Jones for Marner: Why Both Toronto and Columbus Would Benefit From A Swap

By Jacob Nitzberg on June 2, 2021 at 8:36 am
Apr 29, 2021; Toronto, Ontario, CAN; Toronto Maple Leafs forward Mitch Marner (16) skates with the puck against Vancouver Canucks in the third period at Scotiabank Arena.
Dan Hamilton-USA TODAY Sports

This would be quite the deal if John Davidson and Jarmo Kekalainen can pull it off.

Mitch Marner is a superstar, and he's the type of player that teams like to hold on to as long as possible. He's averaged just over a point-per-game since his NHL debut at 19, and he is an elite talent. 

So, why would Toronto be looking to part with him? 

It's simple. Their current payroll model isn't working. Between Auston Matthews ($11.64 million), John Tavares ($11 million), William Nylander ($6.96 million), and Marner ($10.9 million), the Maple Leafs have $40.5 million a year tied up in four players. That's 48.1% of their payroll. 

With so much invested in those four, the back end of the Maple Leafs' roster this year resembled a dream team from the early 2010s. Wayne Simmonds, Nick Foligno, Jason Spezza, Joe Thornton, and Alex Galchenyuk were the depth this year for the Maple Leafs, a strategy that got them bounced from the first round of the playoffs by the very average Montreal Canadiens. Despite stellar regular-season records over the last five years, the Maple Leafs have lost in the first round of the playoffs each of those five years. 

So, they need to shake things up. They need to focus on building a complete roster, with talent on all four lines. If they want a blueprint, they should look no further than the Colorado Avalanche, who are the best team in the NHL and Stanley Cup favorite despite having just one player making more than $6.3 million: Mikko Rantanen, who's at $9.25 million.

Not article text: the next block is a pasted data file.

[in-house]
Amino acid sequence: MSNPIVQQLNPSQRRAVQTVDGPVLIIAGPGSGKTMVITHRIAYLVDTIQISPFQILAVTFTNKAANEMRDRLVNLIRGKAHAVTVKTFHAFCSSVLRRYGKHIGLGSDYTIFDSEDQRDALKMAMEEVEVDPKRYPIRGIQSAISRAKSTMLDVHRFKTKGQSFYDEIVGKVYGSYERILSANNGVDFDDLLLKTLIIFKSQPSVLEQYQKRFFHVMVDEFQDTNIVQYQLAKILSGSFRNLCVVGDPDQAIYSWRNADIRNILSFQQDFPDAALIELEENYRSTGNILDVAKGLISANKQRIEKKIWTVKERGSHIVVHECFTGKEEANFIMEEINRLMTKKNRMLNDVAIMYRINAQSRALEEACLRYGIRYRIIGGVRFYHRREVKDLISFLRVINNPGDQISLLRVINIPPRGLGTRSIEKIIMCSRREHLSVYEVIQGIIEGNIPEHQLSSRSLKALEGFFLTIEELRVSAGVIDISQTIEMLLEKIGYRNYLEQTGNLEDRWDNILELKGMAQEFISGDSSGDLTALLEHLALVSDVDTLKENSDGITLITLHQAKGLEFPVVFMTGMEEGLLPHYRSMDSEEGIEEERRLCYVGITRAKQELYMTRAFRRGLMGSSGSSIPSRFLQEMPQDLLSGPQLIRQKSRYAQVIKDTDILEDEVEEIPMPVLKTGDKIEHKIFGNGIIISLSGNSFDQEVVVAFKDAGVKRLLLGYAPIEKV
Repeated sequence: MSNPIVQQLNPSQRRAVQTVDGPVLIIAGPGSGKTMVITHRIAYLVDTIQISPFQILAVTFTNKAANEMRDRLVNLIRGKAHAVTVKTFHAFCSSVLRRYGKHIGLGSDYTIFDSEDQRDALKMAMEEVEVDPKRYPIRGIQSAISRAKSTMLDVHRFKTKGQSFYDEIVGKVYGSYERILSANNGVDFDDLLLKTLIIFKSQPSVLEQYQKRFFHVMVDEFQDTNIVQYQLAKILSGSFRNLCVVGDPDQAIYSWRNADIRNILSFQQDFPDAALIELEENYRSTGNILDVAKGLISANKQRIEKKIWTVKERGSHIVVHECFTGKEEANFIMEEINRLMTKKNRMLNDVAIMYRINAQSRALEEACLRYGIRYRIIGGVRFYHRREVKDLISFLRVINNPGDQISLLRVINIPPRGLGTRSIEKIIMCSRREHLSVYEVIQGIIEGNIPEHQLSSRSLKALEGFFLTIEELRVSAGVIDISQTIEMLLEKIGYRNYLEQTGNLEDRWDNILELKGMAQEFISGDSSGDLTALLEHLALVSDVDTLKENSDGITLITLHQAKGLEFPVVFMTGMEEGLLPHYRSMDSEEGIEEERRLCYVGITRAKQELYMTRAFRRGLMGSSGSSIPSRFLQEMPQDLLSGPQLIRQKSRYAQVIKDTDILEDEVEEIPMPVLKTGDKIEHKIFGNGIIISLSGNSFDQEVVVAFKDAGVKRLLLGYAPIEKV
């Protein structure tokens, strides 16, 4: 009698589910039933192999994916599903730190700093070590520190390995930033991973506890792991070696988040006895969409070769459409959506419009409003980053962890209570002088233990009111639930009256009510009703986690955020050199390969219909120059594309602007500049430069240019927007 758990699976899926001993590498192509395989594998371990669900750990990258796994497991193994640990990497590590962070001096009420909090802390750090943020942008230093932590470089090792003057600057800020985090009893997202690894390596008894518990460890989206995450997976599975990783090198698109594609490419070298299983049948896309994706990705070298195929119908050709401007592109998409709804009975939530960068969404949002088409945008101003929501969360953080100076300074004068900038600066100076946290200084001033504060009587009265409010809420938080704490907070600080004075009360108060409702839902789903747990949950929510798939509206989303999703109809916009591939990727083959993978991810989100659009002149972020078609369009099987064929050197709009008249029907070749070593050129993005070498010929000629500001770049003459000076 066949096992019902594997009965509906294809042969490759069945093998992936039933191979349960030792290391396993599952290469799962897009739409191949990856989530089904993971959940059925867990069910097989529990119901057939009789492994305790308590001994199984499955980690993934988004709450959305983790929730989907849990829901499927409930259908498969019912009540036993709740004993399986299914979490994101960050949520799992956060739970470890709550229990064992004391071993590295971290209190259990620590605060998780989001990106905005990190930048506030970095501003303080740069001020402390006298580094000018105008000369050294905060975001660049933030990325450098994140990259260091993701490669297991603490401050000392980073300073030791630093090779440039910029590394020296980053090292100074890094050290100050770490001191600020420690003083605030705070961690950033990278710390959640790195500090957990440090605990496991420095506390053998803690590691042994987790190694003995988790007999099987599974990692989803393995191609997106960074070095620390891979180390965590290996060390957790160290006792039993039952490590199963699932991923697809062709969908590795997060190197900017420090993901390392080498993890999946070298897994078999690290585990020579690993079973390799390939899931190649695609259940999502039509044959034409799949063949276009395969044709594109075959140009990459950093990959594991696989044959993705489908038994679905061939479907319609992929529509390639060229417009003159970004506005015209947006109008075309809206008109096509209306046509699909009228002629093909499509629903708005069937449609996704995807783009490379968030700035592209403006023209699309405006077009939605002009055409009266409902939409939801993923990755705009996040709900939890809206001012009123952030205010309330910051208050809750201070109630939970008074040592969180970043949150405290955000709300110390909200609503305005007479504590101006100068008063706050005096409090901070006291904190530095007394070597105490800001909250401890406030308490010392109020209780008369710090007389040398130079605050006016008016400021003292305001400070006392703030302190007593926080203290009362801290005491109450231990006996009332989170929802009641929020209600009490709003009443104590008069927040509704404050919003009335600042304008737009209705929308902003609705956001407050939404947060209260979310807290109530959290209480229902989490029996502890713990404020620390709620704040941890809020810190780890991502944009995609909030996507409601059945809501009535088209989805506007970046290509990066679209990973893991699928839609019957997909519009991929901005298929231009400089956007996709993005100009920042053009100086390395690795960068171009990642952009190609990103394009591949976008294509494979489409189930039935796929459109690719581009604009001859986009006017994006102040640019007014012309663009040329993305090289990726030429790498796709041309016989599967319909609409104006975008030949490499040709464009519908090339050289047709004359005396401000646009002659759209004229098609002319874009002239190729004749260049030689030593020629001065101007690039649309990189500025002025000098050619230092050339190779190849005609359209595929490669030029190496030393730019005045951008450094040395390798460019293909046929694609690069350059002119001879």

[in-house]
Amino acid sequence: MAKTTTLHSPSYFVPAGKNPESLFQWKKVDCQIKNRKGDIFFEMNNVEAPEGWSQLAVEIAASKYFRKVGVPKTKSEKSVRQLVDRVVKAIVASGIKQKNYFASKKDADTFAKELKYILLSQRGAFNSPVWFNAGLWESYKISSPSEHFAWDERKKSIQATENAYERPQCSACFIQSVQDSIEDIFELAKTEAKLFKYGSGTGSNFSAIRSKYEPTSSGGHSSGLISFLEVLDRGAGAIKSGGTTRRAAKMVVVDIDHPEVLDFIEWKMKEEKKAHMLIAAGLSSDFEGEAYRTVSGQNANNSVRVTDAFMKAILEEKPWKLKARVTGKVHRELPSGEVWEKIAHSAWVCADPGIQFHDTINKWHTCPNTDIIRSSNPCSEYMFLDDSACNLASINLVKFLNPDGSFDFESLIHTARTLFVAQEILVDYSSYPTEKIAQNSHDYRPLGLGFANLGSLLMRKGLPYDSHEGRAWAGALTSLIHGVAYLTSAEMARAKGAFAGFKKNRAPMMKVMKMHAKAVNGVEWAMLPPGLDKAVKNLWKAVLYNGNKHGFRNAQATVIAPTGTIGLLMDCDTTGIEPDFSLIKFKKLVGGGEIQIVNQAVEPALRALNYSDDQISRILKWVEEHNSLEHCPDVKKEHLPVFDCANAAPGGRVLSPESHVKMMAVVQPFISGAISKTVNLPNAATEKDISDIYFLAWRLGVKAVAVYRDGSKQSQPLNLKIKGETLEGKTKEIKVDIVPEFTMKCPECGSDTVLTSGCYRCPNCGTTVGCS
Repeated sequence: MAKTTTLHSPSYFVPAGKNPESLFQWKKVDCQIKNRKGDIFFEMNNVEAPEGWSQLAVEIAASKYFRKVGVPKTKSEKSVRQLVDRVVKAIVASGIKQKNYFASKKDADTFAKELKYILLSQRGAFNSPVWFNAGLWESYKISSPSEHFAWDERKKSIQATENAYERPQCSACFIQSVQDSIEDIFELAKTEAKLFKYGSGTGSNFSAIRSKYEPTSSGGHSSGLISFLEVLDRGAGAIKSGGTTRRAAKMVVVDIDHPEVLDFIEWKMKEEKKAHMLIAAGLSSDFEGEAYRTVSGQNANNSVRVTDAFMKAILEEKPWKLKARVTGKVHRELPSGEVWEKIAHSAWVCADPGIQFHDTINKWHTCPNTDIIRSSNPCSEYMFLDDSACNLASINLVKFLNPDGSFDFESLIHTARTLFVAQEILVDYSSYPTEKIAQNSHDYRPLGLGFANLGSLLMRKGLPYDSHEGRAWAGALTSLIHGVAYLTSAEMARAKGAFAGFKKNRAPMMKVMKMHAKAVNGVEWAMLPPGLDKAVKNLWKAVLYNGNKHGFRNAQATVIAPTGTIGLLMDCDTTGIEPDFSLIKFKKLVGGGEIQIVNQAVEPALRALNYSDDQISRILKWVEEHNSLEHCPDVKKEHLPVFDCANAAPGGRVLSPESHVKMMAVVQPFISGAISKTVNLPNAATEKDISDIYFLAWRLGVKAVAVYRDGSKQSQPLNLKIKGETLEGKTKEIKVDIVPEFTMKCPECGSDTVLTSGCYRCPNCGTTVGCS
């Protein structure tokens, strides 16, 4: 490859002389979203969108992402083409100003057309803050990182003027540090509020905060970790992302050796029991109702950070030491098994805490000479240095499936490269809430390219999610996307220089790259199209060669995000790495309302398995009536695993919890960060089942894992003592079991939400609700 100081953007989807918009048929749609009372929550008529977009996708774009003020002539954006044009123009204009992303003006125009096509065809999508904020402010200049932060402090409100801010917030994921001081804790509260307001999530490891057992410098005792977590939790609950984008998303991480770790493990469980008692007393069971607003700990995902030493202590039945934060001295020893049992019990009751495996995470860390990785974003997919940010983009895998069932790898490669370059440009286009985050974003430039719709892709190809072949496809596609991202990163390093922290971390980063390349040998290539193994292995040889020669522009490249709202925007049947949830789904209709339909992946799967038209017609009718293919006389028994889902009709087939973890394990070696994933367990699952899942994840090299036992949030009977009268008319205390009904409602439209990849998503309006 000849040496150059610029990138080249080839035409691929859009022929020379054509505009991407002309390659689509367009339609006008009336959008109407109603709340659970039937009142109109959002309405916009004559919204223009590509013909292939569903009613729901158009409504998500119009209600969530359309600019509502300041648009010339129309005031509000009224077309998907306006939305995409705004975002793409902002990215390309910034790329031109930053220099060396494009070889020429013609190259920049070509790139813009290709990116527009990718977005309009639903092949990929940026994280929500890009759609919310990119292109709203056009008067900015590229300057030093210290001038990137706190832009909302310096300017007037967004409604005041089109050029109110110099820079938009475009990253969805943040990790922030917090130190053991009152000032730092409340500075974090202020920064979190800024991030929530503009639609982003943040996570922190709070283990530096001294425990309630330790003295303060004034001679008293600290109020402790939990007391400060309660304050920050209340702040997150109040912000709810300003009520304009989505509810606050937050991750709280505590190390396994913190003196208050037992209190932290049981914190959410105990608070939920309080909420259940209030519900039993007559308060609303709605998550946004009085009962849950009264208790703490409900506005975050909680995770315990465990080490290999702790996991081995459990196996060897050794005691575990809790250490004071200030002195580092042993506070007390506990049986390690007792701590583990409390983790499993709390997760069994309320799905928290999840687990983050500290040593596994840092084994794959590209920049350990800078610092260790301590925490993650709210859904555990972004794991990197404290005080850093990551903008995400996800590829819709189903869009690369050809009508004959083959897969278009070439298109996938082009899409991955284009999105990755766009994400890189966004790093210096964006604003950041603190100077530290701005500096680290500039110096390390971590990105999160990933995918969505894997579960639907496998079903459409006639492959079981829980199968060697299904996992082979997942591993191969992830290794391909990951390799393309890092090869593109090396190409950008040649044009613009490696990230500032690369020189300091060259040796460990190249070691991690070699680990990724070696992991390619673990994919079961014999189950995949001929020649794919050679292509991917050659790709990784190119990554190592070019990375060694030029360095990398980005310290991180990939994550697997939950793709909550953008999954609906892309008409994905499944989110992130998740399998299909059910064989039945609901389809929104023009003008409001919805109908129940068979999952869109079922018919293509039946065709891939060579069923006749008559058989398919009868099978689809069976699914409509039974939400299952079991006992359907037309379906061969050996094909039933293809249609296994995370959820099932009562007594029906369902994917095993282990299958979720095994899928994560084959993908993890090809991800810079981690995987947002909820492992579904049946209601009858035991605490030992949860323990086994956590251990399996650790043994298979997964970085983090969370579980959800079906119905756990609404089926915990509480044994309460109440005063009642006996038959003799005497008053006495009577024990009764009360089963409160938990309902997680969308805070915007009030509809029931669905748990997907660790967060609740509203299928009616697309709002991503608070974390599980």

If the Maple Leafs are to trade someone, they're not going to trade their captain, Tavares. They're not going to trade Auston Matthews. That's a given. Nylander is a candidate to be moved, but moving Marner would give the Maple Leafs greater cap flexibility due to Marner's significantly larger cap hit.

That's where the Blue Jackets come in. Seth Jones is ready to test free agency after the conclusion of next season, so the Blue Jackets should look to move him now so that they can get as much as they can in return. Toronto is an attractive destination to play hockey, so if the Blue Jackets worked on a Jones-Marner deal, a key piece of it would be Jones's willingness to sign an extension with Toronto.

The Maple Leafs' current right-handed defensemen are Justin Holl, T.J. Brodie, and Zach Bogosian. Bogosian is an unrestricted free agent this summer, too. Clearly, Seth Jones would be a big piece for the Maple Leafs. If he went to Toronto, their top four could be Morgan Rielly with Jones, and Jake Muzzin with Justin Holl. That's a pretty solid group.

The Blue Jackets figure to have about $12.5 million in cap space this summer. That's enough to bring in Marner without moving Jones, hypothetically. However, that cap space will shrink as the Blue Jackets agree to contract extensions with their restricted free agents, namely Patrik Laine, Alexandre Texier, Kevin Stenlund, and Andrew Peeke. Jones's cap hit is $5.4 million, while Marner's is $10.903 million, so the Blue Jackets need to have at least $5.503 million in space to make a run at Marner.

Would a Jones for Marner trade make hockey sense, one-for-one? Definitely not. But there's more at play here. For the Maple Leafs, they get a two-way defenseman that can quarterback the power play and eat minutes, as well as $5.503 million in cap space. The Blue Jackets would get their most talented player since Artemi Panarin, who Marner may have a better career than when it's all said and done. 

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